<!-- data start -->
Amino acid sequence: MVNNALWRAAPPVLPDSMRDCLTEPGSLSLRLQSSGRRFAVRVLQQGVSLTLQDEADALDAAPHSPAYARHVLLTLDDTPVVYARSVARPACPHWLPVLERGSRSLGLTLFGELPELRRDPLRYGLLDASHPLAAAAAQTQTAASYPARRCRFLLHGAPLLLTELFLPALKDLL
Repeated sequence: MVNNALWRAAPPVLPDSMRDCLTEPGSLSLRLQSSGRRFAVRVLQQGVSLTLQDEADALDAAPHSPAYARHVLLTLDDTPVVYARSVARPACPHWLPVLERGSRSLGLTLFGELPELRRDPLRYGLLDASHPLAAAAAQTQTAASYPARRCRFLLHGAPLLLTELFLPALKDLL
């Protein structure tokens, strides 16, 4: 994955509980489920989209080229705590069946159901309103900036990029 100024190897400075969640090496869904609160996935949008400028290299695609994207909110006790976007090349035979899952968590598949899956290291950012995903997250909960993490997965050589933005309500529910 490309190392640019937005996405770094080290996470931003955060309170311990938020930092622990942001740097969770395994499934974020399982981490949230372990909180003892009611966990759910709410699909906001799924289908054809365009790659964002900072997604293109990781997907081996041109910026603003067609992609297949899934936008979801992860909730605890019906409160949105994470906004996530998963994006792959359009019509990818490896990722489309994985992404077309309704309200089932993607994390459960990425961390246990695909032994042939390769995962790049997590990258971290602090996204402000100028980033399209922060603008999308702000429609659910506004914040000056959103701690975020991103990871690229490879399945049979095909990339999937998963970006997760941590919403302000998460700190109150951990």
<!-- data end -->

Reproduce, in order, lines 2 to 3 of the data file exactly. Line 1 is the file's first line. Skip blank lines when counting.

Repeated sequence: MVNNALWRAAPPVLPDSMRDCLTEPGSLSLRLQSSGRRFAVRVLQQGVSLTLQDEADALDAAPHSPAYARHVLLTLDDTPVVYARSVARPACPHWLPVLERGSRSLGLTLFGELPELRRDPLRYGLLDASHPLAAAAAQTQTAASYPARRCRFLLHGAPLLLTELFLPALKDLL
């Protein structure tokens, strides 16, 4: 994955509980489920989209080229705590069946159901309103900036990029 100024190897400075969640090496869904609160996935949008400028290299695609994207909110006790976007090349035979899952968590598949899956290291950012995903997250909960993490997965050589933005309500529910 490309190392640019937005996405770094080290996470931003955060309170311990938020930092622990942001740097969770395994499934974020399982981490949230372990909180003892009611966990759910709410699909906001799924289908054809365009790659964002900072997604293109990781997907081996041109910026603003067609992609297949899934936008979801992860909730605890019906409160949105994470906004996530998963994006792959359009019509990818490896990722489309994985992404077309309704309200089932993607994390459960990425961390246990695909032994042939390769995962790049997590990258971290602090996204402000100028980033399209922060603008999308702000429609659910506004914040000056959103701690975020991103990871690229490879399945049979095909990339999937998963970006997760941590919403302000998460700190109150951990």